Organizational and institutional hazing classifications: Penalties for organizations (such as fraternities, sororities and clubs with student members) and institutions (public or private institutions that grant academic degrees) that knowingly aid or participate in hazing or “aggravated hazing” would include fines or criminal penalties and, in some cases, forfeiture of assets (for organizations only).

Safe harbor: To encourage students to seek emergency assistance for those who have been hazed, individuals would be immune from prosecution for hazing and underage drinking if they call 911 or law enforcement, believe they’re the first to call for help, and remain with the victim until emergency personnel arrive. In addition, immunity also would be given to the person who receives the medical assistance. Student leaders, especially the University Park Undergraduate Association, have been advocating for this provision in state law.

Institutional reports: Beginning with the 2018-19 academic year, institutions would be required to maintain a public report of hazing violations, including when an organization was charged with misconduct, a description of the incident, findings, and, if applicable, sanctions and charges.

Anti-hazing policies: In line with the state’s current anti-hazing law, the bill upholds the requirement for institutions and secondary schools to adopt an anti-hazing policy.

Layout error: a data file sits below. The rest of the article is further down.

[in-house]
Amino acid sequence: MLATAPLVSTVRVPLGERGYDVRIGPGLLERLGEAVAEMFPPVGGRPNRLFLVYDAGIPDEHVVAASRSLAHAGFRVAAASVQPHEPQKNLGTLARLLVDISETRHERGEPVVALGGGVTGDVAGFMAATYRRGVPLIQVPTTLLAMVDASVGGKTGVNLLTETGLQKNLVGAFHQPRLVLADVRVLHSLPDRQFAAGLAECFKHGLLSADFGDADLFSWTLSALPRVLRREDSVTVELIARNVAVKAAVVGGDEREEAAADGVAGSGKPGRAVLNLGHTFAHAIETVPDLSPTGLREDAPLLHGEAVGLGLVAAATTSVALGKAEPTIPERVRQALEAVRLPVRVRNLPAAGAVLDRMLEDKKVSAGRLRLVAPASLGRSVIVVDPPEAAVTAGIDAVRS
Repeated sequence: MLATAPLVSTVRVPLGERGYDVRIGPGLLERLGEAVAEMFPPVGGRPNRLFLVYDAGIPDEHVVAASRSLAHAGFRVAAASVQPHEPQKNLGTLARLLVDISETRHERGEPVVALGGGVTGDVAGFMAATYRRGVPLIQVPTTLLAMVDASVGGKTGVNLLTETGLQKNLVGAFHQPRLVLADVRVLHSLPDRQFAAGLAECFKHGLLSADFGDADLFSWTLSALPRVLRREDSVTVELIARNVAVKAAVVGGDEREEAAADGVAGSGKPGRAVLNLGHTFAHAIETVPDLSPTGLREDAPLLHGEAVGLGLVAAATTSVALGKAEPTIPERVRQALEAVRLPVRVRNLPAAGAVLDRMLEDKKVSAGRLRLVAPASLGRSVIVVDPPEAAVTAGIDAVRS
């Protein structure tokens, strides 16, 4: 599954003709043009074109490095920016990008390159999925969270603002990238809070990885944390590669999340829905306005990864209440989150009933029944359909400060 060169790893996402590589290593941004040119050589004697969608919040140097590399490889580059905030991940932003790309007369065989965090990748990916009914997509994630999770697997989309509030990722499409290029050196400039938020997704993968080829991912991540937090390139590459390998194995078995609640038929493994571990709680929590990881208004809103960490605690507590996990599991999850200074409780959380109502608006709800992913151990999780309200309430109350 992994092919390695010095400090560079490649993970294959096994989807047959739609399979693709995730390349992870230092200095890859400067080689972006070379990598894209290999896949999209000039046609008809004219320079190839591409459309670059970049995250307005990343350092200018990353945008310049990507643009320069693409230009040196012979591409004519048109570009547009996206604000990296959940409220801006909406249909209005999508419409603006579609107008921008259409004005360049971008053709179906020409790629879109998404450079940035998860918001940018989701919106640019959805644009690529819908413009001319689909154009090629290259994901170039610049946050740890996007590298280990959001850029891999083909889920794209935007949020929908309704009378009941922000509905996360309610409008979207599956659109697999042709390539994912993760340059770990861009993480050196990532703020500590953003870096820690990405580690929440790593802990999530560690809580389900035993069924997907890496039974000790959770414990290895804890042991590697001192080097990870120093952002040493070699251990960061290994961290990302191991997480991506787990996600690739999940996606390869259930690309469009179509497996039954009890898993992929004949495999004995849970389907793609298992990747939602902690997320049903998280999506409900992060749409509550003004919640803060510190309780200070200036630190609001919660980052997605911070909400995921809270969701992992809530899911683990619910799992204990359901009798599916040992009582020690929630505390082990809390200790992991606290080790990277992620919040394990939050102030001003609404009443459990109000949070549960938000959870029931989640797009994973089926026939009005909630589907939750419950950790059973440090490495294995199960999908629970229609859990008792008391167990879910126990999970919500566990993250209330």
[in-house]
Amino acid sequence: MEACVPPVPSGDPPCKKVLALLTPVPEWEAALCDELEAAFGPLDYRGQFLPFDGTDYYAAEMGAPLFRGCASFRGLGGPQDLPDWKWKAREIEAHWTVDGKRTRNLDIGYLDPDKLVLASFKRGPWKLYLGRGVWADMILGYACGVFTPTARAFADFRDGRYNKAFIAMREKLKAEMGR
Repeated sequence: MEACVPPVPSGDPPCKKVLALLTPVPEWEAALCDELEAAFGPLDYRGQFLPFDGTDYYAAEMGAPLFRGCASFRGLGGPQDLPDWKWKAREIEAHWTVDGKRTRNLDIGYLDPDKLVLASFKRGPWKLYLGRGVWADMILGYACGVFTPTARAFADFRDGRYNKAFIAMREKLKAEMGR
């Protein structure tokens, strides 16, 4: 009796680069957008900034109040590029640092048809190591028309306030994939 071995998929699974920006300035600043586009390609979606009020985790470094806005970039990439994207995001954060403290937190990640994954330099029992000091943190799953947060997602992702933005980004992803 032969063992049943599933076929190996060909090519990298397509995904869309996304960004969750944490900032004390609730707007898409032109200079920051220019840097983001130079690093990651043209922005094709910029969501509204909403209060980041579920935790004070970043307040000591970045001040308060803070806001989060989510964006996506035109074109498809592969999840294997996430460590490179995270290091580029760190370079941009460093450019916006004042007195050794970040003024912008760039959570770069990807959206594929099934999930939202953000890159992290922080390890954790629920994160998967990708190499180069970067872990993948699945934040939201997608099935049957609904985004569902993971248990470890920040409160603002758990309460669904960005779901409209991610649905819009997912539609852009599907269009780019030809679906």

In addition to the University’s advocacy efforts at the state level, Penn State leaders also have backed the federal Report and Educate About Campus Hazing (REACH) Act. Sponsored by U.S. Rep. Patrick Meehan, who represents Pennsylvania’s 7th District, the REACH Act, if passed into law, would require universities nationwide to report hazing under the Clery Act and provide educational programming on the dangers of hazing.

Penn State’s support for updating and strengthening anti-hazing laws at the state and federal levels is just one piece of the University’s overall efforts to address the challenges posed by hazing.

In 2017, Penn State announced a comprehensive set of safety initiatives aimed at reforming Greek life, including immediate revocation of University recognition for hazing that involves alcohol or physical abuse, and supporting enhanced educational measures in addition to those already in place. A Greek Chapter Score Card, updated each semester, displays critical information to educate parents and potential new members on such things as total members, cumulative GPA, alcohol and hazing violations, as well as any chapter suspensions. For more information about the University’s Greek-life reforms, visit http://pennstateupdate.psu.edu/greek-letter-organizations/.

Penn State has no tolerance for hazing. Hazing is illegal and unacceptable behavior for any student group at Penn State. When Penn State is alerted to evidence of hazing, the University takes immediate action to investigate and impose significant sanctions, including application of the student conduct process where appropriate.

Last Updated April 18, 2018